As you can see on below screenshot, I had the Malware Bytes running in parallel along with a Working copy of Avira Free Antivirus, while the above command was running Avira immediately detected a bunch of Virus files, which were offered to be Removed or Quarantined.

After removing, all of the badware and testing in Explorer, all folders in F:\ were showing as normal.
However, though all looked fine, after the completion of Malware Bytes scan and the removal of catched Malware, just to be sure something has not left as viruses I run oneanother Avira AV scan of all Computer Hard drives and did a Restart. This is it enjoy 😉

How to solve “Incorrect key file for table ‘/tmp/#sql_9315.MYI’; try to repair it” mysql start up error

Saturday, April 28th, 2012

When a server hard disk scape gets filled its common that Apache returns empty (no content) pages…
This just happened in one server I administer. To restore the normal server operation I freed some space by deleting old obsolete backups.
Actually the whole reasons for this mess was an enormous backup files, which on the last monthly backup overfilled the disk empty space.

Though, I freed about 400GB of space on the the root filesystem and on a first glimpse the system had plenty of free hard drive space, still restarting the MySQL server refused to start up properly and spit error:

Incorrect key file for table '/tmp/#sql_9315.MYI'; try to repair it" mysql start up error

Besides that there have been corrupted (crashed) tables, which reported next to above error.
Checking in /tmp/#sql_9315.MYI, I couldn't see any MYI – (MyISAM) format file. A quick google look up revealed that this error is caused by not enough disk space. This was puzzling as I can see both /var and / partitions had plenty of space so this shouldn't be a problem. Also manally creating the file /tmp/#sql_9315.MYI with:

server:~# touch /tmp/#sql_9315.MYI

Didn't help it, though the file created fine. Anyways a bit of a closer examination I've noticed a /tmp filesystem mounted besides with the other file system mounts ????
You can guess my great amazement to find this 1 Megabyte only /tmp filesystem hanging on the server mounted on the server.

I didn't mounted this 1 Megabyte filesystem, so it was either an intruder or some kind of "weird" bug…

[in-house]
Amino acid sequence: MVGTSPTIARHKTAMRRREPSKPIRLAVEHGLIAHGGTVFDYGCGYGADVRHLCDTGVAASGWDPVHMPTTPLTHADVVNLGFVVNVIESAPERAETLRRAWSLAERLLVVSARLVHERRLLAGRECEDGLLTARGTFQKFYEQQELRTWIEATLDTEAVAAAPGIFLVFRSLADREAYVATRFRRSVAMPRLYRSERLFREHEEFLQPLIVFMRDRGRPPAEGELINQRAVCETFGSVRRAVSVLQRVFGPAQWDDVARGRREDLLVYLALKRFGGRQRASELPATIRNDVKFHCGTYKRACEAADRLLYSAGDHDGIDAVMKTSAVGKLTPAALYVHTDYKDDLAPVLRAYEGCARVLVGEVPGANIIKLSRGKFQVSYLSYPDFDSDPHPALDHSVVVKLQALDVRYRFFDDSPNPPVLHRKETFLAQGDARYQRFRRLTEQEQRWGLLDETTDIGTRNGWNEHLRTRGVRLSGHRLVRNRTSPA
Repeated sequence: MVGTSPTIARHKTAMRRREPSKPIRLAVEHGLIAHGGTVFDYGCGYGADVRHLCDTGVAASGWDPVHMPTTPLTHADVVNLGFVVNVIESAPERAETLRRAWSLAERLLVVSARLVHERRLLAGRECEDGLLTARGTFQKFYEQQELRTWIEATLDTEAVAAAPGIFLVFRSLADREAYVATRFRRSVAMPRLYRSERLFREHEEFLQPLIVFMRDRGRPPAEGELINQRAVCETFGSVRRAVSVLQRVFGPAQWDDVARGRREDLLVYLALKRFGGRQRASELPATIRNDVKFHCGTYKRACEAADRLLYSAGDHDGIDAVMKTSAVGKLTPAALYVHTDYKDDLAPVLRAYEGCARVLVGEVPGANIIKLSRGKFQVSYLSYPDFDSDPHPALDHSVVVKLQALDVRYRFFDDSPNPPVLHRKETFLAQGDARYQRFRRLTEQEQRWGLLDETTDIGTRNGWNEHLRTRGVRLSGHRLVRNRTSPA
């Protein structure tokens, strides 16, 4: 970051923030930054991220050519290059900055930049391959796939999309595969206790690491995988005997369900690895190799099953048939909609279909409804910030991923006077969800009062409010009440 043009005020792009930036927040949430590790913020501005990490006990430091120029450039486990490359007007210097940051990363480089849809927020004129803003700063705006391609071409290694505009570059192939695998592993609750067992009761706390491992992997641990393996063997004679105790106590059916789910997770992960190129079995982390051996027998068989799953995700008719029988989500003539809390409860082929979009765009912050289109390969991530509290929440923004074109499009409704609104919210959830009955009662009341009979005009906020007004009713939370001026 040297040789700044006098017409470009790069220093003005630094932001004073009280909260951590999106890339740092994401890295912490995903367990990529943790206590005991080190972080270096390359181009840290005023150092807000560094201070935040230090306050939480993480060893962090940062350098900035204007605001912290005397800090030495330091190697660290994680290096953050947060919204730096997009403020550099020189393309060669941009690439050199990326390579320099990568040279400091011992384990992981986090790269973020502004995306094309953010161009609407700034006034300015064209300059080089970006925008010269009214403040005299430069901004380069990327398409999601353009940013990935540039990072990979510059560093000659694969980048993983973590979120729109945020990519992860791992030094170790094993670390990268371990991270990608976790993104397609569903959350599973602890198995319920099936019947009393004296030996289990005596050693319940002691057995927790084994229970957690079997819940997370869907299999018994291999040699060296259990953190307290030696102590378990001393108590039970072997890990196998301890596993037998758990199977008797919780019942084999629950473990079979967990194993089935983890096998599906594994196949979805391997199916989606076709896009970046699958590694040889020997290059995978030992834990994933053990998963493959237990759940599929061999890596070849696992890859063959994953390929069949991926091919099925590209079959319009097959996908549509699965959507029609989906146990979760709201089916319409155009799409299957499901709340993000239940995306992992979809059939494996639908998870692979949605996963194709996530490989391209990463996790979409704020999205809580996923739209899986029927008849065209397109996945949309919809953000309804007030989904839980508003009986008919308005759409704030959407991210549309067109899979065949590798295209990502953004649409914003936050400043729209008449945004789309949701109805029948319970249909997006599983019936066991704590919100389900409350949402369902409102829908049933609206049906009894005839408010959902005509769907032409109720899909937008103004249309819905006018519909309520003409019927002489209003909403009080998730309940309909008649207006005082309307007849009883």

I digged in Googling to see, if I can find more on the error and found actually the whole mess with this 1 mb mounted /tmp partition is caused by, just recently introduced Debian init script /etc/init.d/mountoverflowtmp.
It seems this script was introduced in Debian newer releases. mountoverflowtmp is some kind of emergency script, which is triggered in case if the root filesystem/ space gets filled.
The script has only two options:

# /etc/init.d/mountoverflowtmp
Usage: mountoverflowtmp [start|stop]

Once started what it does it remounts the /tmp to be 1 megabyte in size and stops its execution like it never run. Well maybe, the developers had something in mind with introducing this script I will not argue. What I should complain though is the script design is completely broken. Once the script gets "activated" and does its job. This 1MB mount stays like this, even if hard disk space is freed on the root partition – / ….

Hence to cope with this unhandy situation, once I had freed disk space on the root partition for some reason mountoverflowtmp stop option was not working,
So I had to initiate "hard" unmount:

server:~# mount -l /tmp

Also as I had a bunch of crashed tables and to fix them, also issued on each of the broken tables reported on /etc/init.d/mysql start start-up.

server:~# mysql -u root -p
mysql> use Database_Name;
mysql> repair table Table_Name extended;
....

Then to finally solve the stupid Incorrect key file for table '/tmp/#sql_XXYYZZ33444.MYI'; try to repair it error, I had to restart once again the SQL server:

Stopping MySQL database server: mysqld.
Starting MySQL database server: mysqld.
Checking for corrupt, not cleanly closed and upgrade needing tables..
root@server:/etc/init.d#

Tadadadadam!, SQL now loads and works back as before!